A team of scientists have managed to uncover a number of very intimate secrets about the mummy of a young boy that has been dead for 2,300 years.
That is to say, they’ve found out some strange things about the boy who was mummified thousands of years ago – we don’t know anything about his mother.
The Cairo University team – led by professor of radiology Sahar Saleem – have discovered that the boy must have been a rich kid, because he had 49 expensive amulets about his person when he was buried.
Oh, and they found out that he might have been a non-Egyptian too, but they learned that from his penis.
More on that later.
Back to the precious amulets, on that subject Saleem said: “Many were made of gold, while some were made of semi-precious stones, fired clay or faience. Their purpose was to protect the body and give it vitality in the afterlife.”
He added that the jewellery was ‘beautifully stylised in a unique arrangement of three columns between the folds of the wrappings and inside the mummy’s body cavity'.
He continued: "These include the eye of Horus, the scarab, the akhet amulet of the horizon, the placenta, the knot of Isis and others."
Dubbed ‘Golden Boy’ the mummy was found in 1916 at a cemetery in Southern Egypt that was in use between 332BCE until 30BCE.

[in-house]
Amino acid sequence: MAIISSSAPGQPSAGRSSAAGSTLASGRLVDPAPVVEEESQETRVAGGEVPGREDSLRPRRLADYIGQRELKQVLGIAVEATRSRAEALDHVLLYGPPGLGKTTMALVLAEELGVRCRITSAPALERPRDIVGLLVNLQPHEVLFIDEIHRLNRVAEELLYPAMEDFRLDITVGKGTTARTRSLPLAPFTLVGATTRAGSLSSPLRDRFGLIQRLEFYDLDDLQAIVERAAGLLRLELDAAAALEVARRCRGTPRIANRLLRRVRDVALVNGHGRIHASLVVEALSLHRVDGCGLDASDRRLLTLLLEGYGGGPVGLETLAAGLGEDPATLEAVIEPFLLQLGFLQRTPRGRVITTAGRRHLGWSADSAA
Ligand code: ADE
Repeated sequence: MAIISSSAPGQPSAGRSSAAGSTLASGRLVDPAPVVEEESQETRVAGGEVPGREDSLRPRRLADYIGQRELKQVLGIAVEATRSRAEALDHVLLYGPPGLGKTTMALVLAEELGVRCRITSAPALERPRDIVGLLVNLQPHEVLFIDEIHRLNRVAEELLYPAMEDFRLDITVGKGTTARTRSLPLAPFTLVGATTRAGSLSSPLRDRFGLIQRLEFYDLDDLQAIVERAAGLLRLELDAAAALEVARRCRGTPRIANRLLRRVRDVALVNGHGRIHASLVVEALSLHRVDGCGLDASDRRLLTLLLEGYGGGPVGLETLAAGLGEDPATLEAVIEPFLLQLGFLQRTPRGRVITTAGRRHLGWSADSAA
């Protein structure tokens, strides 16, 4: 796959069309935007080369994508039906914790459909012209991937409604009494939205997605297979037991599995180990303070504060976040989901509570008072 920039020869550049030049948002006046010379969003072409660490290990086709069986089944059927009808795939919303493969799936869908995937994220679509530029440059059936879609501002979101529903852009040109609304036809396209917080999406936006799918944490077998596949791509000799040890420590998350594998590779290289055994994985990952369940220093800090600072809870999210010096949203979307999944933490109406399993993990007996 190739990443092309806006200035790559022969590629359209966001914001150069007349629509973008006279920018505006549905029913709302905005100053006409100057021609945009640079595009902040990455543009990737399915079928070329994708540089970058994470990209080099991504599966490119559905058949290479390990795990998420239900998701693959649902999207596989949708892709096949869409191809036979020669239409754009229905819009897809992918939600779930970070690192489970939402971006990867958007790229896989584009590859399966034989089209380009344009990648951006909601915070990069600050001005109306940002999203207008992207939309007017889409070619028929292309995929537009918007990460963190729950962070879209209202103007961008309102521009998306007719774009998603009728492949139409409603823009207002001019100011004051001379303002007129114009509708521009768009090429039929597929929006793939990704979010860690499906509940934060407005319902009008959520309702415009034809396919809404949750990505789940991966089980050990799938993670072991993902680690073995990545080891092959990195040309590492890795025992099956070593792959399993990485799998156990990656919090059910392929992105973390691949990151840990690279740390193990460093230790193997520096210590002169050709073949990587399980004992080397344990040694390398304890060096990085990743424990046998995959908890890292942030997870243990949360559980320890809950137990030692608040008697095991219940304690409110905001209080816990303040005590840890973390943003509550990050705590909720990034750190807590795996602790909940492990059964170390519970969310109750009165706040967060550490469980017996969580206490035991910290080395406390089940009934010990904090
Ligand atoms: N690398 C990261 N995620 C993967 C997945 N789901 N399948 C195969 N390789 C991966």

Since then, he’d been sitting in the basement of Cairo’s Egyptian Museum, completely unexamined by scientists.
Anyway, you want to hear about the penis though, don’t you?
Well, because of the CT scan they found that the boy was estimated as between 14 and 15 years old, because of the bone fusion exhibited and the lack of wisdom teeth in his mouth.
They also found out that he was uncircumcised.
That’s interesting, because Egyptian boys were usually circumcised at around the age of 13, suggesting that he is not Egyptian, but potentially from another people who adopted Egyptian burial practices.
The head of Egyptology at the American University in Cairo, Professor Salima Ikram, explained: “The lack of circumcision is interesting as it might tell us something about his ethnicity – Egyptians tended to be circumcised generally before the age of 13.
“It might suggest that foreigners adopted Egyptian burial practices – and we know the Persians did.
“He could have come from any number of places.
“He could be Nubian, Greek, Persian, anywhere from Asia Minor where they weren’t circumcised.
“What we can say is he probably wasn’t Jewish.”
However, she offered a note of caution, explaining that whilst the latest CT scans can achieve this level of detail on a mummy: “I wouldn’t hang all of this on one fragile foreskin.”
Ikram did still praise the level of detail that the scans were able to bring to their investigations, adding: “It’s very nice to have a study with this level of detail.
“It is part of building up a larger dataset for Egyptologists to better understand the lives of ancient people and their religious and cultural beliefs.”
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